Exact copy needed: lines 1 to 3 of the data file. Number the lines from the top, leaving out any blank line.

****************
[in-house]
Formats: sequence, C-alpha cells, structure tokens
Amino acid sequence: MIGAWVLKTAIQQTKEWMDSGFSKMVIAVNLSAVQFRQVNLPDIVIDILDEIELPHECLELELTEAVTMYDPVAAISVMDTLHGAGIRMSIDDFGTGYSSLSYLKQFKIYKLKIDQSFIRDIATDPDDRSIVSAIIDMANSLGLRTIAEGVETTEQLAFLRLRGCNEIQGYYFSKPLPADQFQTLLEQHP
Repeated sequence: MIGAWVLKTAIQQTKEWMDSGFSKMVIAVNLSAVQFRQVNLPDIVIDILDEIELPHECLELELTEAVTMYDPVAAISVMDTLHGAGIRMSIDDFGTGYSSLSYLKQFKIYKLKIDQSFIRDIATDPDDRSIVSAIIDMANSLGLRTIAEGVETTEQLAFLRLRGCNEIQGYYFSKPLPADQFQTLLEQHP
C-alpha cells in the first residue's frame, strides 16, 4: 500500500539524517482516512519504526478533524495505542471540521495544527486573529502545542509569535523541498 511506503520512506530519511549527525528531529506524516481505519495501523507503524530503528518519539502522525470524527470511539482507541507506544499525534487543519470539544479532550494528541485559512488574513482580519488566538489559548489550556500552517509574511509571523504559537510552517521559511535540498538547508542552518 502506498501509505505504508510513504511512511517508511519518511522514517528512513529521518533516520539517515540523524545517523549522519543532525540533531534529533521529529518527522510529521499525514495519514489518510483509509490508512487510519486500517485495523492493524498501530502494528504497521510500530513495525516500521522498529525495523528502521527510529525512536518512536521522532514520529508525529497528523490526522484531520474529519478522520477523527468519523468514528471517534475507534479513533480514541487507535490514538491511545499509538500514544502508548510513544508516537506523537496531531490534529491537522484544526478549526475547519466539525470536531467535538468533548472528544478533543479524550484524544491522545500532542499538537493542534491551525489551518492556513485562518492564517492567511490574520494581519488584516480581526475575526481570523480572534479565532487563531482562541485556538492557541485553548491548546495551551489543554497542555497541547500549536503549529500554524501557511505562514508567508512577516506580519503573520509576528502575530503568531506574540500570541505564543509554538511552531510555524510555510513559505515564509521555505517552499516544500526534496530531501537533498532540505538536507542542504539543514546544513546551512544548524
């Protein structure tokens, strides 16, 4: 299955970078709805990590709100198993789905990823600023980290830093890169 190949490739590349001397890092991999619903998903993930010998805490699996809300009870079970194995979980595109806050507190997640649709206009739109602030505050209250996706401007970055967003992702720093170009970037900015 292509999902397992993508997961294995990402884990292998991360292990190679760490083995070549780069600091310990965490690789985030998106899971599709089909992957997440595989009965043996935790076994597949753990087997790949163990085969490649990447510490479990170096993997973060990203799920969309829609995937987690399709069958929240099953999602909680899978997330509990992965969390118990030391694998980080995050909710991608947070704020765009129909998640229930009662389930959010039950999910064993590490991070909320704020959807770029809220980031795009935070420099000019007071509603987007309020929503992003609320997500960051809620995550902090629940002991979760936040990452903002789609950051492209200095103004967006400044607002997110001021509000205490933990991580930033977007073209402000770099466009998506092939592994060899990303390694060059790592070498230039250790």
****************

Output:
[in-house]
Formats: sequence, C-alpha cells, structure tokens
Amino acid sequence: MIGAWVLKTAIQQTKEWMDSGFSKMVIAVNLSAVQFRQVNLPDIVIDILDEIELPHECLELELTEAVTMYDPVAAISVMDTLHGAGIRMSIDDFGTGYSSLSYLKQFKIYKLKIDQSFIRDIATDPDDRSIVSAIIDMANSLGLRTIAEGVETTEQLAFLRLRGCNEIQGYYFSKPLPADQFQTLLEQHP